It is at least arguable, as Homnick asserts, that religious people and others in structured disciplines are fools when it comes to political opinion.
But one thinker (Heilbruner?) put it differently. He said that any trained expert (academic specialist) tends to mistakenly think that he-she also has valuable opinions in any other field. After all, he knows he-she is intelligent.
The results — one might surmise and the thinker seemed to say — are that the expert might turn out to be more biased than others in that other field or area of human thought or activity, or at least more blindly and stubbornly opinionated.
Even the case of Linus Pauling might not be an exception. He excelled and was honored in several fields of science and also almost won the race to discover DNA besides. But he was badly mistaken, if not obsessive, about Vitamin C as a remedy or preventative for the cold. And — cf. Homnick, I admit — his judgment in political matters was at least questionable, though surely extremely strongly held. This adds another angle to the old saw about academics learning more and more about less and less: they don’t know what they don’t know and think they do know — Rumsfeld’s Unknown Unknowns — but Thought Known.
Even when it might be argued that a judgment is within one’s field, there can be blindness. Jesuit theologian-philosopher Fr. Bernard J.F. Lonergan identified three distinct thought-worlds: theory (in all its forms, including science, theology, and philosophy), common sense, transcendence (religion, Mystery). When the Challenger was launched, common sense might have questioned a launch during bad weather. Reagan drew upon language about transcendence, not about theory or common sense, to help the nation through the tragic explosion. And the contribution about frozen O-rings by a major renegade scientist to the panel investigating the explosion seemed to owe more to common sense than to abstruse scientific theory.p> Psychology Today once mentioned a test about who makes the best jurors (best in the sense of more open to the truth). It turned out that scientists tested poorly. They were too biased to be open to the truth. The least biased and most open to the truth? Religious ministers. br> —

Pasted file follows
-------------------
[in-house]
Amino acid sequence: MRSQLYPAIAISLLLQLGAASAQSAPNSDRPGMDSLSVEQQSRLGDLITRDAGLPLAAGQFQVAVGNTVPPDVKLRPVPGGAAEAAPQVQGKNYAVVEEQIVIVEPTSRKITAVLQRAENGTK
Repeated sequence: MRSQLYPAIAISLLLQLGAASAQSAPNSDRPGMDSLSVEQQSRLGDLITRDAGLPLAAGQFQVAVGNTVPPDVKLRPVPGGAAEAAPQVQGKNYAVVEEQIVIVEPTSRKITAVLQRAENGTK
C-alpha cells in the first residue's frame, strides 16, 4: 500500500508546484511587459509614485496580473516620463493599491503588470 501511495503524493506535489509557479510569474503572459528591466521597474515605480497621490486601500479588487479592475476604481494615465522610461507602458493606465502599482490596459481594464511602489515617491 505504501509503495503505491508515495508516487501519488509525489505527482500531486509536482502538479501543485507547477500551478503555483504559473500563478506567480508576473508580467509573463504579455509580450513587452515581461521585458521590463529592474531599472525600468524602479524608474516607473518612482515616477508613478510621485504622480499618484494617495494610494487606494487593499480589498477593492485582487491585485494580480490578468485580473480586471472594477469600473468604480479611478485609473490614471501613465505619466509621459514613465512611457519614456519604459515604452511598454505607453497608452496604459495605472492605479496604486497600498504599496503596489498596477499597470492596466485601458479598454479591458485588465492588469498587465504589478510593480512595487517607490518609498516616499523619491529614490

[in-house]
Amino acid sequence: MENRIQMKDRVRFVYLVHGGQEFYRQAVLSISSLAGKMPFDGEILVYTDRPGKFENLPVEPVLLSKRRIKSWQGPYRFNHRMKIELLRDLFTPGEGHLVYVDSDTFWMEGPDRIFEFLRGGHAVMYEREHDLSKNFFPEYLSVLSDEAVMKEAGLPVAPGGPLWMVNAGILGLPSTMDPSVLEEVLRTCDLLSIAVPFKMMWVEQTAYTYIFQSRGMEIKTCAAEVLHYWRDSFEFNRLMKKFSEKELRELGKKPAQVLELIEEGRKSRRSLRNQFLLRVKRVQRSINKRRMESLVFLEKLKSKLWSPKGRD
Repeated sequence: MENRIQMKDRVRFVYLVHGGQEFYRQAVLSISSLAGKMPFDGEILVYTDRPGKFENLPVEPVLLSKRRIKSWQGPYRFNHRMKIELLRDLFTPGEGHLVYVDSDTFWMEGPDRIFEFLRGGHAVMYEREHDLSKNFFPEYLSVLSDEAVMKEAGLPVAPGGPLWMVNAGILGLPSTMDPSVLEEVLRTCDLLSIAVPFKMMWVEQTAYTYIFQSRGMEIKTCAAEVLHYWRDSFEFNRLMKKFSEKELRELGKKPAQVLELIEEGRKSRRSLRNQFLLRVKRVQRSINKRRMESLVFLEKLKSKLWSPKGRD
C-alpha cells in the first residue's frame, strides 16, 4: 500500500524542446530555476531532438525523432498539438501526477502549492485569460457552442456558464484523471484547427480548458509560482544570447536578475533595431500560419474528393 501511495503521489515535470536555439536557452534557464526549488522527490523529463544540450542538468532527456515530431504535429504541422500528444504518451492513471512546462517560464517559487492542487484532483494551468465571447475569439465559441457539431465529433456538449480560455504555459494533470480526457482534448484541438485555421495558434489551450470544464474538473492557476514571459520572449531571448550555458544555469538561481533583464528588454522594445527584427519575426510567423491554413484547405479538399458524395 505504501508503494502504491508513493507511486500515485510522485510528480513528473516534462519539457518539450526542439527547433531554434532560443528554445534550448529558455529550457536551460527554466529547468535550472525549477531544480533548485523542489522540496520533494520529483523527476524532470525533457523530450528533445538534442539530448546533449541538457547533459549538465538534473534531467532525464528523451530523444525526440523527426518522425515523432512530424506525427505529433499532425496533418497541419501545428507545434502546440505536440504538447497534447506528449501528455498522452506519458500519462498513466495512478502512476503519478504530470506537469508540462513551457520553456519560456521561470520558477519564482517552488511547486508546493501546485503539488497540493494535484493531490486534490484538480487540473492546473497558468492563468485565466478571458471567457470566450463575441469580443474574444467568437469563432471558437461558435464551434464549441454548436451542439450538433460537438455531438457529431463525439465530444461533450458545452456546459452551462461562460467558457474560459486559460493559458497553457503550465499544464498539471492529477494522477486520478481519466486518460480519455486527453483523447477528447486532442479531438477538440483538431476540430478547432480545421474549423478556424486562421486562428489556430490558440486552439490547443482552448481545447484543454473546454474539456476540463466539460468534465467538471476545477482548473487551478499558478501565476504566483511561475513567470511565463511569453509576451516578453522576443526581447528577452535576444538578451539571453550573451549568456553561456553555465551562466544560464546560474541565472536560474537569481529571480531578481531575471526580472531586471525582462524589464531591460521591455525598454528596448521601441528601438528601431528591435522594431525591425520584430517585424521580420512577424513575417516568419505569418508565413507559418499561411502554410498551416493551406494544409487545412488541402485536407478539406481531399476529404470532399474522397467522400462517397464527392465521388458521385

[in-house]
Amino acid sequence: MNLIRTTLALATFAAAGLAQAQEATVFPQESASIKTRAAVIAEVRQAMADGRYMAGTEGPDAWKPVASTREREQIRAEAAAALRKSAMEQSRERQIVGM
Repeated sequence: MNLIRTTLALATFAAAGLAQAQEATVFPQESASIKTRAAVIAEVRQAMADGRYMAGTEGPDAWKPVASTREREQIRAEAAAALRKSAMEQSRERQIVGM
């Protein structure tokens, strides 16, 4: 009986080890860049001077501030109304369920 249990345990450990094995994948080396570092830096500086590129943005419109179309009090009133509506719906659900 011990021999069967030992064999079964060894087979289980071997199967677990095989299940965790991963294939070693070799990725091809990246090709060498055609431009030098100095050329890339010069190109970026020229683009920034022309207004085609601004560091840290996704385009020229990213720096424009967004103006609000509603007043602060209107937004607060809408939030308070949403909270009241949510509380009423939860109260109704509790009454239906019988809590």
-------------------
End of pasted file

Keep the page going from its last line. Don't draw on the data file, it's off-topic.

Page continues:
A man of faith in a godless age is hitting Americans where it hurts.
Mr. and Mrs. American Spectator Reader, let P.J. O’Rourke talk sense to your kids.
In Britain, defending your property can get you life.
The debacle of this president’s administration is both a cause and a symptom of the decline of American values. Unless Congress impeaches him, that decline will go on unchecked. An eminent jurist surveys the damage and assesses the chances for the recovery of our culture.
It won’t take long for conservatives to scratch this presidential wannabe off their 2008 scorecard.
The American Christmas, like the songs that celebrate it, makes room for everybody under the rainbow. Is that why so many people seem to be hostile to it?
Was the President done in by the economy, or by the politics of the economy?
H/T to National Review Online